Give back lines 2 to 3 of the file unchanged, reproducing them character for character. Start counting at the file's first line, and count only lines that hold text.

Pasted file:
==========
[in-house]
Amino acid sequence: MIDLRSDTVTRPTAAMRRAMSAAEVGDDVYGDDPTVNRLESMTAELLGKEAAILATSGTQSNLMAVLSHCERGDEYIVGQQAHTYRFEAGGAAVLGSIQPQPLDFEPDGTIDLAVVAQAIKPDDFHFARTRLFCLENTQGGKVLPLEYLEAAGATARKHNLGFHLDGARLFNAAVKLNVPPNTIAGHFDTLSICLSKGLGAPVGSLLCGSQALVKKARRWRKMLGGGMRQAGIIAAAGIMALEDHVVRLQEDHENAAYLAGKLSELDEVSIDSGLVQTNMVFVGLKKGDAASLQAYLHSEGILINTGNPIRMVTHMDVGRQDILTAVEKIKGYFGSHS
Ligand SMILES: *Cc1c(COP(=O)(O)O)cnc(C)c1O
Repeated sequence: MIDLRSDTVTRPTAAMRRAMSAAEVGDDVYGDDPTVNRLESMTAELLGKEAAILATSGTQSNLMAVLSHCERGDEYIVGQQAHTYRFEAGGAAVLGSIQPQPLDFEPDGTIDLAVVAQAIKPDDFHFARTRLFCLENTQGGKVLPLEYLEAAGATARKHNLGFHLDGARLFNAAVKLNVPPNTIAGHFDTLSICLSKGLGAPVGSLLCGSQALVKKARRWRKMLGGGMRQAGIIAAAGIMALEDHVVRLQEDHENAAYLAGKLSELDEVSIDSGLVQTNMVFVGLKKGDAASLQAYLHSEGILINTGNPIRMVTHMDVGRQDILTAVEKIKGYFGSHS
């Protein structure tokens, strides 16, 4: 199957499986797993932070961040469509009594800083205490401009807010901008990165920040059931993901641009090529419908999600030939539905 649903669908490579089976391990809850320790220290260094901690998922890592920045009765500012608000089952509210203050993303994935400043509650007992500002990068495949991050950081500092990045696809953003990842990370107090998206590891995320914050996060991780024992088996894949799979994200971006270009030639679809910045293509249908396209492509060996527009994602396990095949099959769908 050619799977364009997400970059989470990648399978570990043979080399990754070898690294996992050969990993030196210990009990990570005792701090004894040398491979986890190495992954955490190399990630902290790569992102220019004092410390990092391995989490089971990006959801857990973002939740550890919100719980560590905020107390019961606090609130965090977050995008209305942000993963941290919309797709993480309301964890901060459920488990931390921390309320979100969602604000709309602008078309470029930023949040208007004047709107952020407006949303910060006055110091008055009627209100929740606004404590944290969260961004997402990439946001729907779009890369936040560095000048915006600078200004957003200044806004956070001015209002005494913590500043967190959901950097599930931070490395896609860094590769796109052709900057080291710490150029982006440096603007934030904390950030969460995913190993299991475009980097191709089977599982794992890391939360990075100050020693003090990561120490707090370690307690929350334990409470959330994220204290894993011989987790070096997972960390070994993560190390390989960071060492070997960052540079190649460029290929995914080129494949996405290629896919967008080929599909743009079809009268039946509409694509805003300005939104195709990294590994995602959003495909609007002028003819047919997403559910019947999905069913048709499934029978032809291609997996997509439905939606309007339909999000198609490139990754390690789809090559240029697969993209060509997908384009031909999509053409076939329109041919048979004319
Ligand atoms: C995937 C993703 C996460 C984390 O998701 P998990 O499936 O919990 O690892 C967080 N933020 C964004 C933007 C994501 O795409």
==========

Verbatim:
Amino acid sequence: MIDLRSDTVTRPTAAMRRAMSAAEVGDDVYGDDPTVNRLESMTAELLGKEAAILATSGTQSNLMAVLSHCERGDEYIVGQQAHTYRFEAGGAAVLGSIQPQPLDFEPDGTIDLAVVAQAIKPDDFHFARTRLFCLENTQGGKVLPLEYLEAAGATARKHNLGFHLDGARLFNAAVKLNVPPNTIAGHFDTLSICLSKGLGAPVGSLLCGSQALVKKARRWRKMLGGGMRQAGIIAAAGIMALEDHVVRLQEDHENAAYLAGKLSELDEVSIDSGLVQTNMVFVGLKKGDAASLQAYLHSEGILINTGNPIRMVTHMDVGRQDILTAVEKIKGYFGSHS
Ligand SMILES: *Cc1c(COP(=O)(O)O)cnc(C)c1O